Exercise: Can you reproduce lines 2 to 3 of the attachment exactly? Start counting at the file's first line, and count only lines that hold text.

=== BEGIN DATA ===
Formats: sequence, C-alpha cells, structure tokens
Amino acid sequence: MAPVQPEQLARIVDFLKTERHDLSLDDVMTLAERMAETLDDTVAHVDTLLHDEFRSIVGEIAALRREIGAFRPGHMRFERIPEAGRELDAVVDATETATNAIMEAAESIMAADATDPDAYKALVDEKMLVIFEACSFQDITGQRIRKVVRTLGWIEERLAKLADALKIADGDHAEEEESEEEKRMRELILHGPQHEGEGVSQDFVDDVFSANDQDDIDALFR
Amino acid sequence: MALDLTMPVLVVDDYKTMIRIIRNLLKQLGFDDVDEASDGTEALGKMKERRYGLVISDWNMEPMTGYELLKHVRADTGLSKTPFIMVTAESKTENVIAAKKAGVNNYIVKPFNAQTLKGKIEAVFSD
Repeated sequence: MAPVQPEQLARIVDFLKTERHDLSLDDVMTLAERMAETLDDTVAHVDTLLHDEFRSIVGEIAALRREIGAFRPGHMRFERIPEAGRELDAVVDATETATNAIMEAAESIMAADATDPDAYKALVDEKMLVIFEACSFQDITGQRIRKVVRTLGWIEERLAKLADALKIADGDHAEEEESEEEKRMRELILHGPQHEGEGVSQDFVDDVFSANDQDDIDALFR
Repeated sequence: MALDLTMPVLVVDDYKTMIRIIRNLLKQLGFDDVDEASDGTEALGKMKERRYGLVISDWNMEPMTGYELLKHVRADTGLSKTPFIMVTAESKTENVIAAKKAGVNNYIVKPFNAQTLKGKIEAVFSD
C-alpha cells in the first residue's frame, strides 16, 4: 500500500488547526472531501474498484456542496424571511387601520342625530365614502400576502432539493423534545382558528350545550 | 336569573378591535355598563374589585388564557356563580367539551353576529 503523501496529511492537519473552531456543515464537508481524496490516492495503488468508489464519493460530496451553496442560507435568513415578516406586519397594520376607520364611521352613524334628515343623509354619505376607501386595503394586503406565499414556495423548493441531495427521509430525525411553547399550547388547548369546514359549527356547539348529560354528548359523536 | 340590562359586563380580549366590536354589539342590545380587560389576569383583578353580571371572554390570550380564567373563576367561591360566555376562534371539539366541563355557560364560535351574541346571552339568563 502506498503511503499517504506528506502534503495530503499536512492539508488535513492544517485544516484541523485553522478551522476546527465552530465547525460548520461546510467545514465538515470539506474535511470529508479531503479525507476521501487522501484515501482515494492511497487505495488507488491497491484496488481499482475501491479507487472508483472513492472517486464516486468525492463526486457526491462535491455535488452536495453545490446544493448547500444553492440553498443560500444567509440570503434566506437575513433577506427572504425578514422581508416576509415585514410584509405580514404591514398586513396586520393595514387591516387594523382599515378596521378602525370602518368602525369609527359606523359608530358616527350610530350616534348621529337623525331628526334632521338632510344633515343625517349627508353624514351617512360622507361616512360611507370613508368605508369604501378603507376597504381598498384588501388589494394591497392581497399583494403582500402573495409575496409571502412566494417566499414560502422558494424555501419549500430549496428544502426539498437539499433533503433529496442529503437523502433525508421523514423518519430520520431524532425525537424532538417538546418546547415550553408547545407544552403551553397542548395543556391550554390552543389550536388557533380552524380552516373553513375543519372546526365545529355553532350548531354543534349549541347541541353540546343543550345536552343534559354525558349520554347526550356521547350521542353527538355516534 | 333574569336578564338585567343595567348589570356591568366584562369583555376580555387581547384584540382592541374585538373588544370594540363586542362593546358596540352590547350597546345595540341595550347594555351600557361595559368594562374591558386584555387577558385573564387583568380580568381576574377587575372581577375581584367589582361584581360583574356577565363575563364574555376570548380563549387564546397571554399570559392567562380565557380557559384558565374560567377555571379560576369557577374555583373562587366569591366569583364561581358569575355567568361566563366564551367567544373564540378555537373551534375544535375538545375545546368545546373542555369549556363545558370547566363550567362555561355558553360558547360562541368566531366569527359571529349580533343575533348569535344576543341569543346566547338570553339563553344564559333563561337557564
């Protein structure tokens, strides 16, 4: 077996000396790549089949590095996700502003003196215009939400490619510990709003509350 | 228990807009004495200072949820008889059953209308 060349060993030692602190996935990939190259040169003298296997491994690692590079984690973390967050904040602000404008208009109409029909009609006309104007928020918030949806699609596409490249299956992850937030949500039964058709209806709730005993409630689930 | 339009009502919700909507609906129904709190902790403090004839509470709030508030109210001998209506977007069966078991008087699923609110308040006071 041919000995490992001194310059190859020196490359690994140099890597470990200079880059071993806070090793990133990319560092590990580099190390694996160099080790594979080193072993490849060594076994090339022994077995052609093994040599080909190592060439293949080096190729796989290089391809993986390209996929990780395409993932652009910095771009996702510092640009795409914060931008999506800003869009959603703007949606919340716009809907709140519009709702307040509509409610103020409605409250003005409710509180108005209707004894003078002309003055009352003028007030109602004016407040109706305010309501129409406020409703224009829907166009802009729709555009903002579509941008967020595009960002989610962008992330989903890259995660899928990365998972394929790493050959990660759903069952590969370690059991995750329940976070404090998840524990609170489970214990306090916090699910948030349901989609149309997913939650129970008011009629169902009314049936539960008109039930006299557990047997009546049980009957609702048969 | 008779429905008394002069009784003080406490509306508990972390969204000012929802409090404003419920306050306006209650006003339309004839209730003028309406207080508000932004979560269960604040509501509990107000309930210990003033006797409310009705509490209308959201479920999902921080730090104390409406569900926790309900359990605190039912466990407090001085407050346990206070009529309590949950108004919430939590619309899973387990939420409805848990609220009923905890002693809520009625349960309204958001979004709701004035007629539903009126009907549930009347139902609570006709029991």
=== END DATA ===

Amino acid sequence: MAPVQPEQLARIVDFLKTERHDLSLDDVMTLAERMAETLDDTVAHVDTLLHDEFRSIVGEIAALRREIGAFRPGHMRFERIPEAGRELDAVVDATETATNAIMEAAESIMAADATDPDAYKALVDEKMLVIFEACSFQDITGQRIRKVVRTLGWIEERLAKLADALKIADGDHAEEEESEEEKRMRELILHGPQHEGEGVSQDFVDDVFSANDQDDIDALFR
Amino acid sequence: MALDLTMPVLVVDDYKTMIRIIRNLLKQLGFDDVDEASDGTEALGKMKERRYGLVISDWNMEPMTGYELLKHVRADTGLSKTPFIMVTAESKTENVIAAKKAGVNNYIVKPFNAQTLKGKIEAVFSD